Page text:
This chapter (based on the results of a large research project that was finished in 1997) focuses on the relation between governmental steering activities and the occurrence of innovations in university curricula. Curricula are one means through which universities disseminate their knowledge and their expertise to others in society. Other actors in the higher education system, like professional organizations, employers, and (national) governments, have a great interest in this dissemination function of university curricula. Three propositions specify the expected relations between different types of governmental steering and the curriculum innovativeness of a university system. A comparative research design is used to test these expectations, including the Netherlands, France, Pennsylvania (USA) and England, and two periods of time (the late 1970s and the late 1980s). Two specific curriculum innovations are selected: the introduction of a new undergraduate degree program and the introduction of a new specialization (or major) within an existing undergraduate program. Besides a quantitative count of the number of innovations that occurred, a limited number of innovations is studied in more detail through interviews with key actors. The analysis of the empirical findings leads to interesting conclusions. I present some alternative explanations that might explain the unexpected findings.
During the last decade Finnish universities have been obliged to respond to changing socioeconomic pressures. In the welfare state period, the university policy emphasized social and regional equality and democratization. The universities were expected to contribute to the common good. But from the end of the 1980s, the goals of the welfare state have been complemented or substituted by the neo-liberal ideals that rely on the logic of market forces. This has meant new social values and roles for the universities. The universities are pushed to specify their areas of expertise and compete for both public and private resources. These pressures stem from national technology and innovation policies as well as from the policies of the European Union. In this chapter we explore these two periods of change from the aspect of the universities. Because the universities differ in size, disciplinary composition and background they also experience the pressures differently. We take a close look at three leading Finnish universities during these two periods and their responses to the almost opposite pressures of welfare state ideology and neo-liberalism.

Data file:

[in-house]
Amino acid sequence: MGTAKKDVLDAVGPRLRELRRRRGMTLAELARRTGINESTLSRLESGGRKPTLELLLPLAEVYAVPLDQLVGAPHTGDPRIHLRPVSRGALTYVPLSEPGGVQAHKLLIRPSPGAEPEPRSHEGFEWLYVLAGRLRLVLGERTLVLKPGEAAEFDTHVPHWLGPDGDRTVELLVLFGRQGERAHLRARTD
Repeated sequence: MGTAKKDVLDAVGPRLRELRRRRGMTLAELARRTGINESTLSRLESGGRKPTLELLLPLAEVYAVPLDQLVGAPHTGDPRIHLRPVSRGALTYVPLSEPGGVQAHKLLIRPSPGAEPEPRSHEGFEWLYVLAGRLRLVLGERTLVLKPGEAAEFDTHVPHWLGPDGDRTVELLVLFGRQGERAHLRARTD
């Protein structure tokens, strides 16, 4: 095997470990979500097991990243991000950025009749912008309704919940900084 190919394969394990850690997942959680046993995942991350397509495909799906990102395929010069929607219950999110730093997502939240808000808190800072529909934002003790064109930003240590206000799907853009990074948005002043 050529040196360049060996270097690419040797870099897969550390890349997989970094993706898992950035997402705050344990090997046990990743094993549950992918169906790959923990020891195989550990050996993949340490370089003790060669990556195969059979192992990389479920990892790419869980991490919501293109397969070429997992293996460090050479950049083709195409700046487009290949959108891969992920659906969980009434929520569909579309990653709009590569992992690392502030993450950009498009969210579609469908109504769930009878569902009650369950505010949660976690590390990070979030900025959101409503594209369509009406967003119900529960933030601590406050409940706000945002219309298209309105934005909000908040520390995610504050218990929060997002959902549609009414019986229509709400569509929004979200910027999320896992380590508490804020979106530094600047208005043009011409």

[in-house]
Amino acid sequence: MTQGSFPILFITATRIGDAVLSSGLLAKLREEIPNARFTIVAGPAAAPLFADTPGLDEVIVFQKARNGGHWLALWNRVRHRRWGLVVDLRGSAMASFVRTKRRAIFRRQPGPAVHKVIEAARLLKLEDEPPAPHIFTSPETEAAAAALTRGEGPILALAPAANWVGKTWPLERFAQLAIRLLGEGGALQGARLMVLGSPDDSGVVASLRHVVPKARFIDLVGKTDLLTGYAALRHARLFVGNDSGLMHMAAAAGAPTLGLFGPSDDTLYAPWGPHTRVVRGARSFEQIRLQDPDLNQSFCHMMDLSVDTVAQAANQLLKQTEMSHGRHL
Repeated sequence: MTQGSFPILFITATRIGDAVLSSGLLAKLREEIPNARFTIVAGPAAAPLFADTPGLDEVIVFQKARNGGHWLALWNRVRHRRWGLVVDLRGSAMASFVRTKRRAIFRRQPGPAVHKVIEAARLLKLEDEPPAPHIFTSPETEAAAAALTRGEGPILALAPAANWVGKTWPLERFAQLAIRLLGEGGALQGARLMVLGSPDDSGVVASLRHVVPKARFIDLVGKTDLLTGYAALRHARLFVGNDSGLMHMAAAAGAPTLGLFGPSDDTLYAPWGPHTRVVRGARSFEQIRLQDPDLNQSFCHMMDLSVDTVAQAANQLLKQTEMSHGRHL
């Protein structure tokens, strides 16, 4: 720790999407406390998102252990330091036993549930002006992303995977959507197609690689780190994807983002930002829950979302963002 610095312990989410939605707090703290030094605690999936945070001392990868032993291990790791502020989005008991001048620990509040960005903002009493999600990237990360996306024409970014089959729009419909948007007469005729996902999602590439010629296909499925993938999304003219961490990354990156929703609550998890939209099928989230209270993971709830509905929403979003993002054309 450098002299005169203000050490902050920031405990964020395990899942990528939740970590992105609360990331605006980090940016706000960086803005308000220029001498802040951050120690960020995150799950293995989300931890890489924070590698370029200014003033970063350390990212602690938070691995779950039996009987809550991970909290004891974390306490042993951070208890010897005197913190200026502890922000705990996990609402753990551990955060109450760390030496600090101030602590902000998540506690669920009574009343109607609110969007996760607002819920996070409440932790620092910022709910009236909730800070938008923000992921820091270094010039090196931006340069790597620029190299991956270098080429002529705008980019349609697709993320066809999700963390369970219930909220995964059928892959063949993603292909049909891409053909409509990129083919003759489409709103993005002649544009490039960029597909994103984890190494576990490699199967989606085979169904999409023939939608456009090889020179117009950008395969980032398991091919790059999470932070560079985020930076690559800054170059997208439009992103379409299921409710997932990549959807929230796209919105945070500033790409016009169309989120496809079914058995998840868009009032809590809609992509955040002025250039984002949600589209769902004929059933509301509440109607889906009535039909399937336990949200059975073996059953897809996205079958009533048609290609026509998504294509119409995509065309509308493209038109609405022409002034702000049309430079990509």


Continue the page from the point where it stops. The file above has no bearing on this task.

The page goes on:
Places of Inquiry identifies basic conditions and trends in modern systems of higher education that link or dissociate research, teaching, and student learning (“study”). The book is structured in two major parts. Part I, “Distinctive National Configurations of Advanced Education and Research Organization”, in five chapters organized by country, contrasts the national arrangements of the basic elements in the five major nations of Germany, Britain, France, United States, and Japan. These chapters give play to historical determination of national peculiarities and unique arrangements. Chapter 1 particularly highlights the preeminent role played in the construction of the modern research university by nineteenthcentury developments in the German system. Emerging disciplinarians learned by trial and error to use the laboratory and the seminar in a framework of university institutes. In “the institute university”, the academic research group was born, with Humboldtian thought serving as a useful covering ideology.Chapter 2 portrays English universities, in contrast, to be focused historically on elite preparation of undergraduates—a “thin stream of excellence”—in the small worlds of Oxford and Cambridge colleges. Here, in this model, against the grain of the structure, research-centered academics learned to use the apprenticeship model for a very limited number of “research students” who were supported for advanced study toward a late-developing Ph.D. “The collegiate university” has been very different from the German configuration.Chapter 3 presents the highly unusual historical arrangements in the French setting where the universities became in effect the party of the third part, caught between the elite nature of the grandes ecoles and the domination in research of a nonuniversity research establishment. An outside set of research institutes has provided the main research base, and university research-oriented activities had to be brought into alignment with it. The genetic imprints of the system, in contrast to both the German and the British, have been one of subordination of the university, with much broad structural separation of research activity from university teaching and the university education of students. A picture of historic subordination is also found in the case of Japan (Chapter 5), where much displacement to industry has taken place. Students graduating from first-degree study have been snapped up by industry and offered better opportunity, including in research, than what the university could offer. Advanced education at universities became severely constrained. In Japanese terms, Japanese graduate schools, although formally modeled after the American structure, became “empty show windows.”The chapter on the United States traces the development of a highly competitive system of higher education in which a graduate level, separately organized within universities from undergraduate programs, provided a broad foundation for small-group laboratories and seminars in which research activity could be a means of teaching and a mode of study. Peculiar American conditions of weak secondary schooling and generous admission to higher education left much general or liberal education to be accomplished in the undergraduate years, preempting specialization. Emerging disciplinarians tried repeatedly in the mid- and late-nineteenth century to build their new research interests into the undergraduate realm. It did not work. The emergent solution was a vertical one, to add a formal graduate school on top, with its arms in the graduate programs of the departments making it “the home of science.”This major internal differentiation, in comparison to the other four major international models, made the American university a “graduate department university,” with extensive provision developing in the last half of the twentieth century for research-based teaching and learning. What the German system had been able to do on a small scale in the nineteenth century, in the context of elite higher education, the American system developed systematically the capacity to do on a much larger scale, in the context of mass higher education on the road to universal higher education.Part II of the volume, entitled “The Research-Teaching-Study Nexus,” offers a conceptual framework for understanding how modern systems of higher education do or do not effectively bring research into alignment with advanced university teaching and advanced student training. The concept of a research-teaching-study nexus serves as leitmotiv. In Chapter 6, devoted to “forces of fragmentation,” adverse conditions for this nexus are largely subsumed under the twin concepts of research drift and teaching drift, with certain interests of government and industry strengthening inherent tendencies, already stimulated by mass enrollments and great growth in knowledge, for research on the one side and teaching and learning on the other to drift apart.But the nexus survives, often with great resilience and strength, and, in Chapter 7, the central part of the conceptual analysis takes the form of an explanation of how a modern integration is most strongly effected. Supporting conditions and processes are identified at three levels: whole national system, where differentiation, decentralization, and competition serve as broad enabling elements; the individual university, where diversified funding and deliberate organization of advanced education play an increasingly large determining role; and the basic unit (departmental) level within universities, where the activities of research, teaching, and study are located. At the base, operational conditions are captured in the twin concepts of research group and teaching group, each dependent on the other and closely intertwined in a veritable double helix of linkage and interaction. These twin settings for professors and students permit the linked transmission of tacit and tangible knowledge.As both the tacit and the tangible components of specialized knowledge bulk ever larger, they cannot be suitably conveyed by undergraduate or first-degree teaching programs alone, or by historic mentor-apprentice relationships alone. The research-teaching-study nexus is increasingly enacted by operational units of universities that bring together an advanced teaching program and the learning-by-doing of research activity. In this organizational nexus we find the heart of the graduate school phenomenon.The concluding chapter (Chapter 8) goes beyond analysis of the research-teaching-study nexus by offering three broad conclusions for the understanding of modern higher education: first, that inquiry remains the central activity, the dynamic element, in the university complex; second, that complexity and contradiction in university activities are inevitable and will continue to grow, ruling out simple solutions to long-term problems and placing a premium on how individual universities go about organizing themselves; and third, that research and teaching have an “essential compatibility.” Research activity itself is a compelling and rich basis for teaching and learning, primarily in graduate education in the arts and sciences but also secondarily in both advanced professional education and undergraduate or pre-advanced education. The much-voiced view that research and teaching are incompatible is short-sighted and regressive. The incompatibility thesis should give way to a more fundamental understanding in which research activity is seen both as a compelling form of teaching and as a necessary method of learning.For all modern and modernizing systems of higher education, the book emphasizes the great importance of organizing master's and especially doctoral work so that the activities of specialized research groups interact with structured teaching programs.In sum: Places of Inquiry concentrates on graduate (advanced) education, a level of higher education that has been rarely studied. It depicts distinctive configurations of academic research and advanced training in the five major national systems of higher education of the late twentieth century. It highlights research activity as a basic for teaching and learning. And it identifies generic conditions that pull research, teaching, and study apart from each other, and conversely and most important, focuses attention on the structures and processes that work to keep these central university activities closely linked.